I love all of that Creole & some Cajun food, with my all-time favorite soul food dish being fried chicken.

by Anonymousreply 29June 20, 2022 7:17 AM

Collard greens, mustard greens, turnip greens, cheese grits, biscuits, fried chicken, fried catfish. Red-eye gravy (made with coffee), ambrosia, congealed salad. (jello with diced vegetables floating all up in there). Fish you can't get in the north (Grouper, mullet). Black eyed peas cooked with onions and bacon or fat back or side pork. Chitterlings - I just can't ........ Lots of desserts and cakes made with colas and the like.

A friend basically "stole" my White Trash Cookbook and I've never been able to wrest it back from his library. I wasn't raised in the South, but I had so many dishes at pot lucks and so forth when I lived down there that resembled his recipes, I've got to believe that most of his recipes were authentic. The author was taken from us during the AIDS era, but it was a classic both for the recipes and the photographs. Ernest Matthew Mickler. I see it's still available for sale on Amazon and Thriftbook.

by Anonymousreply 30June 20, 2022 7:23 AM

squash casserole, red beans and rice, most any kind of beans and rice (but lima beans are evil), leftover cornbread for breakfast, biscuits and cream gravy

by Anonymousreply 31June 20, 2022 7:51 AM


by Anonymousreply 32June 20, 2022 8:06 AM

Pork chops, rice and tomato gravy, pole beans, mustard (or turnip) greens, and cornbread--that was always the first meal Mama made when I came to visit.

by Anonymousreply 33June 20, 2022 8:38 AM

Another vote for yams, red beans & rice, cornbread, and will add chicken fried steak. My absolute favorite, though, is smothered pork chops (served over rice and with string beans and applesauce as sides).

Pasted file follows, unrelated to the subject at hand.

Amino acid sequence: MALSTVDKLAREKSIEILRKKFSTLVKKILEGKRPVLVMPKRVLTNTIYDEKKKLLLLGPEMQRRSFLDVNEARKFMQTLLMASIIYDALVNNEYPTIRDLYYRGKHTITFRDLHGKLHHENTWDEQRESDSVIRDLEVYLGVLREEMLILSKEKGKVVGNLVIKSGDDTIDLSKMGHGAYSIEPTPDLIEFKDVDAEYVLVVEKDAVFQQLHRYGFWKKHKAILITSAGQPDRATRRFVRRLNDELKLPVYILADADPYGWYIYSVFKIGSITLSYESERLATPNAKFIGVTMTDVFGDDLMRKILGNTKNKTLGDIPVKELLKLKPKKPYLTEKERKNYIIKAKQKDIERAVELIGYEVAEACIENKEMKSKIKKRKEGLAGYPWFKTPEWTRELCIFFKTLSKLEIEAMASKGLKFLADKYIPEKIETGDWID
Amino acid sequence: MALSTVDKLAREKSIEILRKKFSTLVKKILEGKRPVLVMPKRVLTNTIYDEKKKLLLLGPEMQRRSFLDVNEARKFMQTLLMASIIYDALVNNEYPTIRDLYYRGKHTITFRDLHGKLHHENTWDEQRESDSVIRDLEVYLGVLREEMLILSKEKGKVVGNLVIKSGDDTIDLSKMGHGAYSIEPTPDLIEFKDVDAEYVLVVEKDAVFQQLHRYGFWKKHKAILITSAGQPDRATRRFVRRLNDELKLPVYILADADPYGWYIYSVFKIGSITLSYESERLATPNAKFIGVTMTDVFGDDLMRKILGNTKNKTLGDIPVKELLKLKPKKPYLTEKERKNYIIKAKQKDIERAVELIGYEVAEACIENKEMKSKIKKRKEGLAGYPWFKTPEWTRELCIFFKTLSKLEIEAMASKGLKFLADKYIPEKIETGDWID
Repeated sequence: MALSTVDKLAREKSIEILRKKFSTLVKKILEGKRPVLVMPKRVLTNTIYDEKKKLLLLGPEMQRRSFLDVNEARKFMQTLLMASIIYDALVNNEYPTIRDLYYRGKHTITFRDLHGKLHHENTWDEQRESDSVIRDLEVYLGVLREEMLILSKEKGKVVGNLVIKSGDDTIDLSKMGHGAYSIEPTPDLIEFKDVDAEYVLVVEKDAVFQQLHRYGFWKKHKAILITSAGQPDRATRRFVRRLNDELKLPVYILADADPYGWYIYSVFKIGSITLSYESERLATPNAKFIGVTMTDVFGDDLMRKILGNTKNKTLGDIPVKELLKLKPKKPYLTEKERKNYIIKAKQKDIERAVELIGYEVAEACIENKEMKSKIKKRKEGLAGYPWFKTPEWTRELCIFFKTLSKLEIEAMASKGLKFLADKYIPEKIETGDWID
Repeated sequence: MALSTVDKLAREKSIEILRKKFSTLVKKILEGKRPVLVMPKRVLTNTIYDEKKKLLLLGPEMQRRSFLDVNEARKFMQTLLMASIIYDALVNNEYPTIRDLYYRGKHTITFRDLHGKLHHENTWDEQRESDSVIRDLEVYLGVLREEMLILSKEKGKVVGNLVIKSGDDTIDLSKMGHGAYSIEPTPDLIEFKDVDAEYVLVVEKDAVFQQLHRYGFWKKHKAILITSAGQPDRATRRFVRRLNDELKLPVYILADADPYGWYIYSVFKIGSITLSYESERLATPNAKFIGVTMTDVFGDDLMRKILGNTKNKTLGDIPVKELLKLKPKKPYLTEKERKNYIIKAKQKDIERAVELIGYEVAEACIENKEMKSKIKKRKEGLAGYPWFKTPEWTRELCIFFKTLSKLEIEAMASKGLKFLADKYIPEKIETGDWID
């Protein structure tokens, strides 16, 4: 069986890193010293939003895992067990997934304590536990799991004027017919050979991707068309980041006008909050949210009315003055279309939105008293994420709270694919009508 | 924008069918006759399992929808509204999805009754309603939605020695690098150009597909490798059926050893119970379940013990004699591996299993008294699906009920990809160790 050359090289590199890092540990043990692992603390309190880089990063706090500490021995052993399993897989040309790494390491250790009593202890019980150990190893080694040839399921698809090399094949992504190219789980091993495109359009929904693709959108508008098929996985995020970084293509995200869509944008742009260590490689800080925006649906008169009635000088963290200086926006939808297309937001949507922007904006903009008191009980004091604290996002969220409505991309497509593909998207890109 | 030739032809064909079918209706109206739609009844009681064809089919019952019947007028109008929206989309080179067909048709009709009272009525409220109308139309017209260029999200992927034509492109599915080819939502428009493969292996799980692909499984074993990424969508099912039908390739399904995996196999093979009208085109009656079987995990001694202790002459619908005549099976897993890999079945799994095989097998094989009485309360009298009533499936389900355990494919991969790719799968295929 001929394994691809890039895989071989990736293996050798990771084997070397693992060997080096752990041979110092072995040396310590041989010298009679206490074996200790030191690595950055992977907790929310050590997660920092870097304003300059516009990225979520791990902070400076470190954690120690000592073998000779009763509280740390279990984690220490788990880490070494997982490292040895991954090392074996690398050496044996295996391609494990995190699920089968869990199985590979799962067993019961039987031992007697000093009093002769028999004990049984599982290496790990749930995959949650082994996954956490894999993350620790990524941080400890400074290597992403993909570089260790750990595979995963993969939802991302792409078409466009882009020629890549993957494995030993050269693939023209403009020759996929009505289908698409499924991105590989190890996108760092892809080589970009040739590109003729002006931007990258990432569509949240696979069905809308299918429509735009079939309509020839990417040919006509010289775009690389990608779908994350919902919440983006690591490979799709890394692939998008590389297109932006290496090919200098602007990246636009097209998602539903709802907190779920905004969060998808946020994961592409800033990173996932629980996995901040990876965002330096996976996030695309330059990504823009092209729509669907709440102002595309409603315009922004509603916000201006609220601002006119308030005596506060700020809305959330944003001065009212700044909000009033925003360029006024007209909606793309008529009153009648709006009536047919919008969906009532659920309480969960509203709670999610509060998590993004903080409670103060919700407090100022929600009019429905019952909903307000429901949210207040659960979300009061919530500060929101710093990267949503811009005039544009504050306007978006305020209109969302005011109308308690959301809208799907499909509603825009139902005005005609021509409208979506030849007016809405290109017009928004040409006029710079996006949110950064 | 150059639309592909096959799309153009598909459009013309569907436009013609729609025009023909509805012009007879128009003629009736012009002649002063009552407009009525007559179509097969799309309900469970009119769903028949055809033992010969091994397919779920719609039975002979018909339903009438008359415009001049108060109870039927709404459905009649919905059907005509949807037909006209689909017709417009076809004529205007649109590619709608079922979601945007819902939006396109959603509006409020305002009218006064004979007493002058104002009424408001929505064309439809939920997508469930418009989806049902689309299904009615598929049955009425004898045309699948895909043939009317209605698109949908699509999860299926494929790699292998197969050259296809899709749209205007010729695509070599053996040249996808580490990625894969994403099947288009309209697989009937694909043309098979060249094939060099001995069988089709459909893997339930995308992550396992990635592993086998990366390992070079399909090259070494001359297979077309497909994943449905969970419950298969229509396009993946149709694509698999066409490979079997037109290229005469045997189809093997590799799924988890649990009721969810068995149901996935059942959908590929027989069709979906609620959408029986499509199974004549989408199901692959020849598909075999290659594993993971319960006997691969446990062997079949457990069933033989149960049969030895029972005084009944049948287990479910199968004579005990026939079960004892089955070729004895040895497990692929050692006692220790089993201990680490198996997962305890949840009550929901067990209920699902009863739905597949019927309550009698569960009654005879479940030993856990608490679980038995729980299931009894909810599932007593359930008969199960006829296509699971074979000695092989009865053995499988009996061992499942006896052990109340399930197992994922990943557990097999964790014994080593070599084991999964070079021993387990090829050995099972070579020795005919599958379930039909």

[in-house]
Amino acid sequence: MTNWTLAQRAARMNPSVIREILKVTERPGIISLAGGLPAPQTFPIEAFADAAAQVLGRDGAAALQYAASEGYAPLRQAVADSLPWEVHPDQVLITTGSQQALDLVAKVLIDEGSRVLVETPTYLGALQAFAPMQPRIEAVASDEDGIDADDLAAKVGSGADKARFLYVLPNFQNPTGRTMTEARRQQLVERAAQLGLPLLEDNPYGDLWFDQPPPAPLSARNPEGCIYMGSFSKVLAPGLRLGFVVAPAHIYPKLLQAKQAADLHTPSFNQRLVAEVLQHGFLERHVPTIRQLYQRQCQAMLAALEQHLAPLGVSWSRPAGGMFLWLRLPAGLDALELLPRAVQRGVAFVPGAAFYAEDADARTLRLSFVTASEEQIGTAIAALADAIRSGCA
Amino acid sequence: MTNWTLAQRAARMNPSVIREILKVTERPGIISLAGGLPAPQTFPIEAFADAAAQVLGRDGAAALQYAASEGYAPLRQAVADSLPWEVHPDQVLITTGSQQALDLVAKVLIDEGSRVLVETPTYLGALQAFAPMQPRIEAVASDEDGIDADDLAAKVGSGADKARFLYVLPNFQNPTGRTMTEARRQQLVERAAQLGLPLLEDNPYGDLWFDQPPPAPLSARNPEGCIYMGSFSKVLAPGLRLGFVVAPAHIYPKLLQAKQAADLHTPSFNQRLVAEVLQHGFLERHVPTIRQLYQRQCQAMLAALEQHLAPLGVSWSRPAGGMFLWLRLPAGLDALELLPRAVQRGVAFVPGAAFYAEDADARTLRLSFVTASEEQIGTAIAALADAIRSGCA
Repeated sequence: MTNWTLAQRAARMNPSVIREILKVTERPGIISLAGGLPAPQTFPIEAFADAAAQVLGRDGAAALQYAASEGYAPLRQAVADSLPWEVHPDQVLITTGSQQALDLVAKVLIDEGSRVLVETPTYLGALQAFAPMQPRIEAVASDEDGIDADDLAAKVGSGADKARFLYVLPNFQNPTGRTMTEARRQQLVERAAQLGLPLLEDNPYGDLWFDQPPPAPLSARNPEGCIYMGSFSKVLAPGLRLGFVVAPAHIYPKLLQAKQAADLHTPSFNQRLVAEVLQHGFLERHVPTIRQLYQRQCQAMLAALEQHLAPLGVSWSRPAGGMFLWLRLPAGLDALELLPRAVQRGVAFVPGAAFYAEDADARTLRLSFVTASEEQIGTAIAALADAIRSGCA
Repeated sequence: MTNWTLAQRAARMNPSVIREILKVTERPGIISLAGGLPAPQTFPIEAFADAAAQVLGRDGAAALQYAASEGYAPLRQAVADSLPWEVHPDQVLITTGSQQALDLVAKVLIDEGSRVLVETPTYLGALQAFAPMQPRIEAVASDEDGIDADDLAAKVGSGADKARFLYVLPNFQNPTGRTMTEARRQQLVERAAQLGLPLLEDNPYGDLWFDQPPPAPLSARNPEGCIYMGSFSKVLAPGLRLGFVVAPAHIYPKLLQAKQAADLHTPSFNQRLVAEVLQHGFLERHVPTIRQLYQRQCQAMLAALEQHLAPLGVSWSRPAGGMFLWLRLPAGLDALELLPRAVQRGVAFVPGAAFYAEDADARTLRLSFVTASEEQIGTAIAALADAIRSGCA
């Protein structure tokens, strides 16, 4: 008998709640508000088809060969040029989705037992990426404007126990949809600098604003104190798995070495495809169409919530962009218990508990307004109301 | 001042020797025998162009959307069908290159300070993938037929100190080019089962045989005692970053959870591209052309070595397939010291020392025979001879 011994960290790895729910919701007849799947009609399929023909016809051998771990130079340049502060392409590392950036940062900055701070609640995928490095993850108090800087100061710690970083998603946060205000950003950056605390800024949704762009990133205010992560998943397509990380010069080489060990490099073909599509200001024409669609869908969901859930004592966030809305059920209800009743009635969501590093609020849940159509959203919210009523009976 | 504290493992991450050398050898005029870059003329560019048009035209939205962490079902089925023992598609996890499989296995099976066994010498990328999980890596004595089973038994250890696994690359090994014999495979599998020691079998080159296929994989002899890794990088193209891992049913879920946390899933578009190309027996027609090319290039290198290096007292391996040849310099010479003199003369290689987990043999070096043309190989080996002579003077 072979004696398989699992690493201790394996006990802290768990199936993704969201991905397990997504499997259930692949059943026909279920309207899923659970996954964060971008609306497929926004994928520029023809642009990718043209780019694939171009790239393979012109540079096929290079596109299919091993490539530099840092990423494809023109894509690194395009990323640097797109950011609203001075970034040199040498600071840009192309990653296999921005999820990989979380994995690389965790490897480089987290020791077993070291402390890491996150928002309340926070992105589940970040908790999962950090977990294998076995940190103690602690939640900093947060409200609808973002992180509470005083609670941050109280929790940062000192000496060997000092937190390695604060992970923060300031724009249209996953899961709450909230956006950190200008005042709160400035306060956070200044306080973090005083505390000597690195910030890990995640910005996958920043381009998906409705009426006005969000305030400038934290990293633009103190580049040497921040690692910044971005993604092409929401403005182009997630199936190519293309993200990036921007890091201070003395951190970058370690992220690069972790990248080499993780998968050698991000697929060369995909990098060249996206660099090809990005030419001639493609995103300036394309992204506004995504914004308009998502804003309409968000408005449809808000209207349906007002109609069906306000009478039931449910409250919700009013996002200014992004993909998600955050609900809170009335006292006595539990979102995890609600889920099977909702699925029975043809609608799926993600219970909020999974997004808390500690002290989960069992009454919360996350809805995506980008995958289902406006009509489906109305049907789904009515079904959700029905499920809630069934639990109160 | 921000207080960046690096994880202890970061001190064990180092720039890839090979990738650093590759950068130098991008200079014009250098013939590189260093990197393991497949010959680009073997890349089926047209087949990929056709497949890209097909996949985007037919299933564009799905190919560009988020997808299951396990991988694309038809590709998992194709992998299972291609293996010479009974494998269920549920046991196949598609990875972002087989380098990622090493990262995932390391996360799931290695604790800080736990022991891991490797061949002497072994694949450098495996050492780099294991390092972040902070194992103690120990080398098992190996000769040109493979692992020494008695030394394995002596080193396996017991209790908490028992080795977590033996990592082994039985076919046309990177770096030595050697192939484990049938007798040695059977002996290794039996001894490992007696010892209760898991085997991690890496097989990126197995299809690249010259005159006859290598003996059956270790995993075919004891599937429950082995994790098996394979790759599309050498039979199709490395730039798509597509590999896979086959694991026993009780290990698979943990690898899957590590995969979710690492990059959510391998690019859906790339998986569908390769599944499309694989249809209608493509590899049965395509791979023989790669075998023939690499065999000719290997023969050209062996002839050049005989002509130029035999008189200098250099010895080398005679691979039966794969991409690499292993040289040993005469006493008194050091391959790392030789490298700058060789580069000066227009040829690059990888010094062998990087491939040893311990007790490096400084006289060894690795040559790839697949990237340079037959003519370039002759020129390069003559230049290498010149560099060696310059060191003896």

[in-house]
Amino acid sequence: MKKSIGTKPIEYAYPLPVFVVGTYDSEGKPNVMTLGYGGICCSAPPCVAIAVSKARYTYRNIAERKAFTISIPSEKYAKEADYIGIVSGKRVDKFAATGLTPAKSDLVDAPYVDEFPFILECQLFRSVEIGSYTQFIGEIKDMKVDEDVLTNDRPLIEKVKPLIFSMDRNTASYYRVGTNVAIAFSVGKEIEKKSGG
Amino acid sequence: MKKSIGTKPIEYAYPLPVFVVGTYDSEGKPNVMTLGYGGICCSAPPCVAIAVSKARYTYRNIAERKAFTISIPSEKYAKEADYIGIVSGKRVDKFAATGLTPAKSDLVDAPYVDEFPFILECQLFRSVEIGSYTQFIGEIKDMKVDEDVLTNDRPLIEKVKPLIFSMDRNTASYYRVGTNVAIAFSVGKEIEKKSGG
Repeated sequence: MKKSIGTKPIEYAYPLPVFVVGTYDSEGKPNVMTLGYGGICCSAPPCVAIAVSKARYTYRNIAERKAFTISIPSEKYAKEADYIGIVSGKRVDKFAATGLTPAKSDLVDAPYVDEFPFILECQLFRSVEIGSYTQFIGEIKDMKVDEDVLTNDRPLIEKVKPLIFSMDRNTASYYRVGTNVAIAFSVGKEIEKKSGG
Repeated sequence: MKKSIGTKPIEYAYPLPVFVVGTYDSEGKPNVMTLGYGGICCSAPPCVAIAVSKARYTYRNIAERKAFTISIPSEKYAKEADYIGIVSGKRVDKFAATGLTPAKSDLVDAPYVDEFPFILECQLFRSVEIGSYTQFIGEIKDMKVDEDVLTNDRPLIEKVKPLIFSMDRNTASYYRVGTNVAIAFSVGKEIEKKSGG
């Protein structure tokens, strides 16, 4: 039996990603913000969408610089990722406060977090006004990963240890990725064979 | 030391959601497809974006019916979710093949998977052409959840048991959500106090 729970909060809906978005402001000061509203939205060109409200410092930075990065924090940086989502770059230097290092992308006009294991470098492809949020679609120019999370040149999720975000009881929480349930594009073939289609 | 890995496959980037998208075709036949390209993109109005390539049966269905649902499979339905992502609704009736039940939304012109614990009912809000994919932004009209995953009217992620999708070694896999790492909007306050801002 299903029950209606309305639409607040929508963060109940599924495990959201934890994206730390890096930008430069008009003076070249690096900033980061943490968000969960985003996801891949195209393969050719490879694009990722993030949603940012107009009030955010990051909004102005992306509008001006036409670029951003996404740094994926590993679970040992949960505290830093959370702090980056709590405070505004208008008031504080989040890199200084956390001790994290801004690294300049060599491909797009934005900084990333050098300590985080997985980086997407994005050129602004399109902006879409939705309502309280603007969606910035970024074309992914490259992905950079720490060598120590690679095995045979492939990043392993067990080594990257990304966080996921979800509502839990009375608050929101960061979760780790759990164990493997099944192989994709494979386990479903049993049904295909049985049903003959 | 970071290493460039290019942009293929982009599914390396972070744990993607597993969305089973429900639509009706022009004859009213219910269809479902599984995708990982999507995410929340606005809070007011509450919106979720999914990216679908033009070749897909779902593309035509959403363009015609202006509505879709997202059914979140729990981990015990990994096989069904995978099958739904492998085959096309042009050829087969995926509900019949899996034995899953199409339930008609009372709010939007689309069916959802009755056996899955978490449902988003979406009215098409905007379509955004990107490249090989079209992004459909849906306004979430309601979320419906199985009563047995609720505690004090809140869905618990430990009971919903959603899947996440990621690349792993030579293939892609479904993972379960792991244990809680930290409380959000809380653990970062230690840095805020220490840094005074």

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by Anonymousreply 34June 20, 2022 8:44 AM

Peach cobbler

by Anonymousreply 35June 20, 2022 10:26 AM

^ thanks for the chicken liver recipe above.

by Anonymousreply 36June 20, 2022 10:28 AM

R12 -- Search "Memphis Corn Pudding."

by Anonymousreply 37June 20, 2022 10:29 AM

One of the best meal I've ever had was seared red snapper in mustard sauce with greens and polenta. Not a traditional southern meal, but I don't care. Another take on a not traditional southern meal, but related is deep fried lobster tail, mashed potatoes, fried onion strings, and salad or fresh green beans.

by Anonymousreply 38June 20, 2022 10:36 AM

I still remember a stellar Crawfish Maque Choux I was served at Commander's Palace in New Orleans years ago.

by Anonymousreply 39June 20, 2022 10:42 AM

He published a second cookbook that also has great photos, R30. You should repurchase the first and get a copy of the second. Great books.

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by Anonymousreply 40June 20, 2022 12:06 PM

R26, R28 is right, it was the water. You have to put them on paper towels in a single layer and pat dry before beginning the breading process. It takes 30 seconds. Water in oil that hot makes a big mess.

Don't die, dry before you fry. Give it one more try.

I used to just go to Grandy's for livers myself--they sold them cheaper than I could make them at home ($2.80/8pc), but they closed down and only Henderson Chicken 30 minutes away sells them now, but they're not great. These are outstanding.

by Anonymousreply 41June 20, 2022 1:13 PM

Everyone of these foods is delicious, haven't even mentioned gumbos. Can't pick just one!